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Britain Dismisses Russia Complaints After Prince Likened Putin to Hitler

Published: May 25, 2014 (Issue # 1812)



  • Following reports that Prince Charles had likened Vladimir Putin to Adolf Hitler, Russia has demanded an explanation.
    Photo: Wikimedia Commons

The U.K. Foreign Office has brushed off Moscow's complaints about Prince Charles reportedly likening President Vladimir Putin to Nazi leader Adolf Hitler, and has told a Russian diplomat who came in for explanations that Moscow should take a step back from meddling in Ukraine.

Sian MacLeod, the Foreign Office's additional director for eastern Europe and Central Asia, met Thursday with Russian Deputy Ambassador to the U.K. Alexander Kramarenko at his request, according to statements by the two diplomatic agencies.

"In response to Mr Kramarenko's representations, the director said the Foreign Office could not be expected to comment upon reports of private conversations, and restated the government's hope that ahead of the Ukrainian presidential elections Russia would step back from comment or actions provoking instability in Ukraine," the U.K. Foreign Office said in an online statement.

The Russian Embassy appeared irked by the response, saying in its own statement that MacLeod had "in effect, avoided giving explanations regarding this matter, saying that it is a case of nothing but media reports about a private conversation."

"All of this cannot but cause regret," the embassy said in a statement on its website.

The diplomatic spat has prompted a series of taunts in Russia and overseas.

Ekho Moskvy radio host Tonya Samsonova summarized the British response on her Facebook page, saying MacLeod told the Russian ambassador: "We don't comment on Prince Charles here... but since you dropped by, we wanted to tell you once again: Ahead of the elections in Ukraine stay away from them."

Across the Atlantic, The New Yorker magazine's Andy Borowitz posted a satirical "apology from Prince Charles," mocking the supposed parallels between Nazi Germany's annexation of Austria in 1938 and Russia's annexation of Crimea this spring.

"What I should have said, and what I say to you now, is that this Putin chap can be a bit Hitlery at times," Borowitz said in his fake "Prince Charles" letter of apology. "Let's take, for example, his penchant for taking territory that doesn't belong to him and then adding it to his country and so forth.

Borowitz also took issue with British politicians who called for Prince Charles to abdicate over his remark made during a conversation with a Polish refugee that by meddling in Ukraine, "now Putin is doing just about the same as Hitler."

"If memory serves, back in the nineteen-thirties another chap went around trying to punish people for speaking their minds," Borowitz wrote. "I'm not going to name names, but if the shoe fits..."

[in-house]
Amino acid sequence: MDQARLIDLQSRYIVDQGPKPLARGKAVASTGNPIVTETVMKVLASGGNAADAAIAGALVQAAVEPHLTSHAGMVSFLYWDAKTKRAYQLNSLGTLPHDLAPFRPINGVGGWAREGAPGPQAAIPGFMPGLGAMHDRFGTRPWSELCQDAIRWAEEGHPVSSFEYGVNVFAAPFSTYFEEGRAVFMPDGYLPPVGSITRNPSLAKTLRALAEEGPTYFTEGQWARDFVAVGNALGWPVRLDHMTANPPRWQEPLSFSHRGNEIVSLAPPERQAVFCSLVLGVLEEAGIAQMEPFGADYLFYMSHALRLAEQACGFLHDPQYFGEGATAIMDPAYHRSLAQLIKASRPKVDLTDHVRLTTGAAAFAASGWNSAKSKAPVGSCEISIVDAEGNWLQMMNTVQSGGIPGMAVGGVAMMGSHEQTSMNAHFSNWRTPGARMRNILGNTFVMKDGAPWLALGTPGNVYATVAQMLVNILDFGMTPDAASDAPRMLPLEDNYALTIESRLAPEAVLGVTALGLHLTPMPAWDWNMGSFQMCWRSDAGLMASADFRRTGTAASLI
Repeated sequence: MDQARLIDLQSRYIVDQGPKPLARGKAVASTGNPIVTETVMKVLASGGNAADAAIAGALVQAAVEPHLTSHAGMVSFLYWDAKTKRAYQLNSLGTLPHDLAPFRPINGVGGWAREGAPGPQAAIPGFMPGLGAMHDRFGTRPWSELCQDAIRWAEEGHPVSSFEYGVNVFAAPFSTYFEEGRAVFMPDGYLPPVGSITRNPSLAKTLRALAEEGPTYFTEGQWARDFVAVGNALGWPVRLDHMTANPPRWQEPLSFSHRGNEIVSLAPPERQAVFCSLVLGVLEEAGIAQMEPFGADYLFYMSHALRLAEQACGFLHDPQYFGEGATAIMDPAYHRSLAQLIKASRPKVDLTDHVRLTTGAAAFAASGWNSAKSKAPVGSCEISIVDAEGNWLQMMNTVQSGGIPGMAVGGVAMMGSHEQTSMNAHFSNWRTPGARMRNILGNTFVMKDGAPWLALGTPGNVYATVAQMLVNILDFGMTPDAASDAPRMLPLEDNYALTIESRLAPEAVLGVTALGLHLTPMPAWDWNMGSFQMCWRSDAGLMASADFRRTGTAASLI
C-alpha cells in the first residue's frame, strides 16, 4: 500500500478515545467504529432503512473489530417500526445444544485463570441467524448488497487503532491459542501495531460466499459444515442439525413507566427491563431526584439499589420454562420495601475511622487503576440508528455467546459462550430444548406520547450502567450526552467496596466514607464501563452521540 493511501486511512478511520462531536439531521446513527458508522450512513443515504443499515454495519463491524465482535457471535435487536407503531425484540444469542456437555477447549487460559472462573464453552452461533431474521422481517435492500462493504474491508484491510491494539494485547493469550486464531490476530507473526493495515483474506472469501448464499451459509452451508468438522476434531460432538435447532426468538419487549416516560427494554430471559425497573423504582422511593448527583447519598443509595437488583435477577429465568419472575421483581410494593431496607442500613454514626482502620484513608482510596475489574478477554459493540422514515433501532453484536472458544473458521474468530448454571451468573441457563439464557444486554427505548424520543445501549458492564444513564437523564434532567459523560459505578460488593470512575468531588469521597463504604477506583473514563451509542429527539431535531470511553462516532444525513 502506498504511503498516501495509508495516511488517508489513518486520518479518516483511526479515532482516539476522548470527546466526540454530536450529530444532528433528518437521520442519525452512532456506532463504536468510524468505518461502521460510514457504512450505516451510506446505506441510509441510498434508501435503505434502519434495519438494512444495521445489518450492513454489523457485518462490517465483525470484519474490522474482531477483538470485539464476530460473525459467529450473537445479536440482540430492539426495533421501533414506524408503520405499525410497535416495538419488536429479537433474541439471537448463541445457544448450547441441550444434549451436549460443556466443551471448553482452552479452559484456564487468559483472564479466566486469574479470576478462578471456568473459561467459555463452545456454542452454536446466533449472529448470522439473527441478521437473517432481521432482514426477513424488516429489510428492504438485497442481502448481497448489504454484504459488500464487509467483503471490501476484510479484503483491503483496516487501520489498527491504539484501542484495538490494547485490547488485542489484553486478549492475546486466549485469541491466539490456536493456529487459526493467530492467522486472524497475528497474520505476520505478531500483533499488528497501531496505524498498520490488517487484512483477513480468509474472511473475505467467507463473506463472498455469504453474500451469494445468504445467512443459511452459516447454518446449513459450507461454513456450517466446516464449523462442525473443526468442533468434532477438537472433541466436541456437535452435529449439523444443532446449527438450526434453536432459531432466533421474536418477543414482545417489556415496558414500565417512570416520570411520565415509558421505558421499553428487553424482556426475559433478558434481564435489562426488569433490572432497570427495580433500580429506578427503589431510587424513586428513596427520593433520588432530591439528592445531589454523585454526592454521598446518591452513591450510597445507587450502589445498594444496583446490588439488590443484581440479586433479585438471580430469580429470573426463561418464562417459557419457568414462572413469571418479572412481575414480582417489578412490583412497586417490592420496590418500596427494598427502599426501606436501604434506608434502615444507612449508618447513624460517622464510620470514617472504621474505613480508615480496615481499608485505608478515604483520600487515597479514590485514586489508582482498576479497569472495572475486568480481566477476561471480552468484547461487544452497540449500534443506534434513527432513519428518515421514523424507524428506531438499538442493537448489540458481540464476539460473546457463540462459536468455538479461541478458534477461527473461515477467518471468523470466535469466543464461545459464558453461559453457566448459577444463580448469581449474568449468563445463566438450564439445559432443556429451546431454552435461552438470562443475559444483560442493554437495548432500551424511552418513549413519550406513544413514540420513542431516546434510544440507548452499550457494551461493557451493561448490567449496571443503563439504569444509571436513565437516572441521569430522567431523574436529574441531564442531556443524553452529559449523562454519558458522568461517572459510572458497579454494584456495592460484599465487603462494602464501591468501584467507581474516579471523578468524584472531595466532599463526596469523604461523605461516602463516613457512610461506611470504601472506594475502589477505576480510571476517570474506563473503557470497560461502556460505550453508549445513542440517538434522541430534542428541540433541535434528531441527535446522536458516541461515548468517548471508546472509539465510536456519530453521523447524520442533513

ALL ABOUT TOWN

Wednesday, Aug. 20


AmCham gets back to business after a summer hiatus with todays EHS Committee Working Group Meeting. Check their website for more details.



Thursday, Aug. 21


Time is running out to see the fantastic creations on display at the 2014 Sand Castle Festival on the beach at the Peter and Paul Fortress. Adhering to the theme of Treasure Island, visitors can wander amongst larger-than-life interpretations of pirate life or attend one of the workshops held to educate a future generation of sand artists. The castles will remain on the beach until Aug. 31.



Friday, Aug. 22


Get ready to pledge allegiance to the flag during National Flag Day, paying tribute to when, 23 years ago today, the iconic hammer-and-sickle was replaced with the tricolor that now flutters in the wind. Petersburgers will be treated to a free concert on Palace Square, a military parade and a culminating air show featuring Russias Russian Knights stunt pilots.



Saturday, Aug. 23


Uppsala Park plays host to Fairy Noon today, a performance of five separate fairy tales ranging from folk classics to more haunting selections. There will be three different renditions of the tales throughout the day and tickets start at 500 rubles ($13.80) for adults and 300 rubles ($8.30) for children.


Classic Finnish cartoon characters the Moomins expect to receive a warm welcome from Russian fans during todays Moomin Festival at the Pearl Plaza Shopping Center at 51 Petergofskoye Shosse. Become a kid again or introduce a new generation to the beloved creation of Finnish writer Tove Jansson.



Sunday, Aug. 24


The tortured genius of Dutch master Vincent van Gogh gets his day in the centers Konnushnaya Ploschad during Make Art Like Van Gogh, a daylong celebration of the artist that will allow amateur artists to try and replicate the work that made the famed painter world-renowned.


Experience a variety of dances highlighting the diversity of the world around as at the final day of the Ethno-Dance International Dance Festival that has been at the St. Petersburg Humanitarian University of Trade Unions this past week. Tonights performance will feature Egyptian dancers accompanied by local orchestras.



Monday, Aug. 25


Today kicks off the Elena Obraztsovoy International Competition for Young Vocalists in the large hall of the Shostakovich Philharmonic. Talented youngsters will showcase their range over the next six days before a winner is chosen on Aug. 30.



Tuesday, Aug. 26


Love movies but hate all those words? Then check out Rodina Cinema Centers Factor of Consensus film forum this evening. Silent movie classics from the beginning of the 20th century will be screened and accompanied by a pianist, who will provide the soundtrack for the ongoing action. The screenings begin at 7 p.m. Check Rodinas website for more details.



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